Ogden Place FarmOgden Place Farm was situated just to the northeast between Broadway (Bloomingdale Road) and Madison Avenue, 39th street and 34th street. This gentlemanly estate, build by William Ogden on land rented from the city, was the site of the gothic castle Waddell Villa, a hub for New York City elite social life well into the 1850s. The farm was partially partitioned among the heirs of William Ogden in 1838. The remainder of the farm was further partitioned by the city and sold as 187 individual lots in 1840.
The Other Farms The remaining farms, associated with notable New York City families like Astor, Lawrence, Wiswall, Price, Wright, and Taylor, were similarly reverted to Common Lands and sold as lots in the first half of the 19th century following the issue of the 1811 Commissioner's Plan and the solidification of the Manhattan street grid.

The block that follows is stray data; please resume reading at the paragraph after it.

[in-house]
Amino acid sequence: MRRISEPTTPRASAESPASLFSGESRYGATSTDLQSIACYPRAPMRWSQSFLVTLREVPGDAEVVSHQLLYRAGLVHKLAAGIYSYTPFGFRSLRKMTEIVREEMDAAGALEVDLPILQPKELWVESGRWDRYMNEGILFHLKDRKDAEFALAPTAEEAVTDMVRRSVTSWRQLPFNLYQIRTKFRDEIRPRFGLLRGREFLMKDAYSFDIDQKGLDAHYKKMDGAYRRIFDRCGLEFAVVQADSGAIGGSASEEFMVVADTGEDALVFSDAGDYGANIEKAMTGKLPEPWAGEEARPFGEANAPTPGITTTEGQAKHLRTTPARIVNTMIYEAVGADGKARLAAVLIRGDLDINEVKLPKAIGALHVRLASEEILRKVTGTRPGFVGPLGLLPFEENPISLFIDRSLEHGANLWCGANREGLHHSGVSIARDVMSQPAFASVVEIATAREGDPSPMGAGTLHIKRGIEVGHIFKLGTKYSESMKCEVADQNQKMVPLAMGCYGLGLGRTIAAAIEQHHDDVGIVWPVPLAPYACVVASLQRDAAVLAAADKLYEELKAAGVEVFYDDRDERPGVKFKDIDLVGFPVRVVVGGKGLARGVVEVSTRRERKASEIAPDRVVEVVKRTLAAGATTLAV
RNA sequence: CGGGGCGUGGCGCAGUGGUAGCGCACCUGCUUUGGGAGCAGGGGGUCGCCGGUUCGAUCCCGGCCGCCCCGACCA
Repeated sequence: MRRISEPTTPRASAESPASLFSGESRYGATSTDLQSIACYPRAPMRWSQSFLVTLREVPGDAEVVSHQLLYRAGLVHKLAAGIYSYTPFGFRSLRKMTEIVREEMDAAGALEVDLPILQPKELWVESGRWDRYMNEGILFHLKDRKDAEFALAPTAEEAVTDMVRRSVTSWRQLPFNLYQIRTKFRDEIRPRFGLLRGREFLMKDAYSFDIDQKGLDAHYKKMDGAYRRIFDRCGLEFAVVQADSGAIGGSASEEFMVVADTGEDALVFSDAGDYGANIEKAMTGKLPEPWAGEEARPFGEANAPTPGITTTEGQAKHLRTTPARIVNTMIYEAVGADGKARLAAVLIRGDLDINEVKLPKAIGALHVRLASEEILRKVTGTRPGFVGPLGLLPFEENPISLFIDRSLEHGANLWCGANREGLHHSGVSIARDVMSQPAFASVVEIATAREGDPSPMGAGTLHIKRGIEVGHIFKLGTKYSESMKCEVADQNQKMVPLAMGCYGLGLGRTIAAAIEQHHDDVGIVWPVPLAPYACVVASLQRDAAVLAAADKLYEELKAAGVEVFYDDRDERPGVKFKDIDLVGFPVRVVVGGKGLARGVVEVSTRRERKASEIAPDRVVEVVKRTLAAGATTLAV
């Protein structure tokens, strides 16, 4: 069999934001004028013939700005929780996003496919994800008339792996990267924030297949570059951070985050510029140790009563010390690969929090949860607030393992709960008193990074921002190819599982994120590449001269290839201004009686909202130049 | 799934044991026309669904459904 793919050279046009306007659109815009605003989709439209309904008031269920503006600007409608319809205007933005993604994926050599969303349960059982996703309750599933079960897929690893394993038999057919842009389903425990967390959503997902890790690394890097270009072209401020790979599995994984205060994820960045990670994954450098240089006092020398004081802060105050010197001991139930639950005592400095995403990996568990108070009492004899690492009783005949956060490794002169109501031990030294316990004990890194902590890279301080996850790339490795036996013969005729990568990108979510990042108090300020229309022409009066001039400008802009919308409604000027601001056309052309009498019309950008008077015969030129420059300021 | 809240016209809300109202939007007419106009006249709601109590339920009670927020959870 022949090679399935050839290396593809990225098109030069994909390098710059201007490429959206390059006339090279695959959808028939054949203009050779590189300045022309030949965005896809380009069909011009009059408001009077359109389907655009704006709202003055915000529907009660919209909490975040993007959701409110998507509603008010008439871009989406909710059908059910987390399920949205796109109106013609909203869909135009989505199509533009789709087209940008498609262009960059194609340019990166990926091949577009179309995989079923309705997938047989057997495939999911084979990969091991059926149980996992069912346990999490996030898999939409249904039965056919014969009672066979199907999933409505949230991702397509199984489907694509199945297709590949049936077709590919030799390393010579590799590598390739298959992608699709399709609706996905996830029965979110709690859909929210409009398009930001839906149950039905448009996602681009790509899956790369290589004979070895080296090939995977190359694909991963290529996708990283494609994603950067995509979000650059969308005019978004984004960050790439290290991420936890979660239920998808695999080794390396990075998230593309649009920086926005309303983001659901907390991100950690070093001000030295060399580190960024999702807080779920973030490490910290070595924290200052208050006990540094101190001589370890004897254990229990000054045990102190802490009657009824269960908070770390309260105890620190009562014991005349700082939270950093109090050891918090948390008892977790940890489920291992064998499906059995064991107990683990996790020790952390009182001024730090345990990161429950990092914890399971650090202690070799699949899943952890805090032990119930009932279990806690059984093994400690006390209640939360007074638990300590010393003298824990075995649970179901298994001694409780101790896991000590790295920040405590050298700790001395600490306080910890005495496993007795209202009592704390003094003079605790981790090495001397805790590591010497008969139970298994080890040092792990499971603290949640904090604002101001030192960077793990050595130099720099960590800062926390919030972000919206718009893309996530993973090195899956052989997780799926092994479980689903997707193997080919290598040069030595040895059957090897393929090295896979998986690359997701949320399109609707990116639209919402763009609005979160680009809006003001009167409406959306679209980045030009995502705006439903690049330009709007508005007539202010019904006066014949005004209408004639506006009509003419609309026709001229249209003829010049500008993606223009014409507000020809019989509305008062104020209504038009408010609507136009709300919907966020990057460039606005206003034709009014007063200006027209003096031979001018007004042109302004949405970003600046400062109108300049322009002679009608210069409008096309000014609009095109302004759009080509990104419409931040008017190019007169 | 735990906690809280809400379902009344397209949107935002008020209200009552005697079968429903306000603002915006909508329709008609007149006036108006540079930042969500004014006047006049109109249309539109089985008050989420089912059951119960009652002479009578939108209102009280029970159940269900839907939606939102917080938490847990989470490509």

The Lotting of ManhattanIn the early 19th century most of Manhattan was undeveloped farmlands, the property of wealthy landowners with claims dating to the New York's Dutch 'New Amsterdam' period. The northern two thirds of Manhattan was dotted with farms and sprawling gentlemanly estates, many with great manor houses overlooking the Hudson River. The Commissioner's Plan of 1811, and the 1807 Commission Law, laid the street grid through many of these properties and gave the city the right to claim these lands under eminent domain, providing compensation to the landowners. While this work occurred early in lower Manhattan, central and upper Manhattan were not formally acquired by the city until the mid-19th century.